Education Update — May 2014: when joint ventures go wrong — disputes with other education providers
By Nicole Finlayson
Joint ventures (JVs) between higher education institutions have become increasingly common. But what should you do when things don’t go according to plan?
Even with the best intentions of the parties, JVs often don’t run smoothly. Some of the most common types of dispute arise out of visa rule changes, one party not complying with the Home Office’s Tier 4 compliance requirements, breaches of non-compete or exclusivity clauses, financial disputes (for example over commissions or profit shares) or the interpretation of the JV agreement.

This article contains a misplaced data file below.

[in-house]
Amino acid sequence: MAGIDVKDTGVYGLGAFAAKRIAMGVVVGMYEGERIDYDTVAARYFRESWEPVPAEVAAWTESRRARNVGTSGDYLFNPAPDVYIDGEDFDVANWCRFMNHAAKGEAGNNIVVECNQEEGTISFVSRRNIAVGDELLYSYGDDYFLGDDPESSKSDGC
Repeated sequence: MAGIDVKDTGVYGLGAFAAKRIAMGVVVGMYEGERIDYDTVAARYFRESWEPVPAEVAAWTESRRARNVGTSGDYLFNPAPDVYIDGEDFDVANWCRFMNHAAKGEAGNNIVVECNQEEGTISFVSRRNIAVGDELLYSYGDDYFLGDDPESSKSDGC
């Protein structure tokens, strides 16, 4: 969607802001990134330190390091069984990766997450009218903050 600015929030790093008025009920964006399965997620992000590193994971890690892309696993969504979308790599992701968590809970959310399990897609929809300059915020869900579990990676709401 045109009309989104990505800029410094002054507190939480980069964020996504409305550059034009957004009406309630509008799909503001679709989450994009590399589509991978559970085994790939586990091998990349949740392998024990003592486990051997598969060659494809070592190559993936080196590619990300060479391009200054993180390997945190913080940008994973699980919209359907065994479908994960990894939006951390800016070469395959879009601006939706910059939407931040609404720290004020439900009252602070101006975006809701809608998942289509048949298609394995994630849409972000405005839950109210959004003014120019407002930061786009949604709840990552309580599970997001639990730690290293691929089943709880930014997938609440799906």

The consequences of a dispute can be far reaching and serious. In the most severe cases, an institution may be unable to continue to teach its current students, either due to financial constraints or because the party with the accreditation powers has had its sponsor licence revoked. Reputational damage is another hazard. The institution will be unable to enrol international students for future intakes in the case of licence revocation…
Click on the link below to read the rest of the Penningtons Manches briefing.
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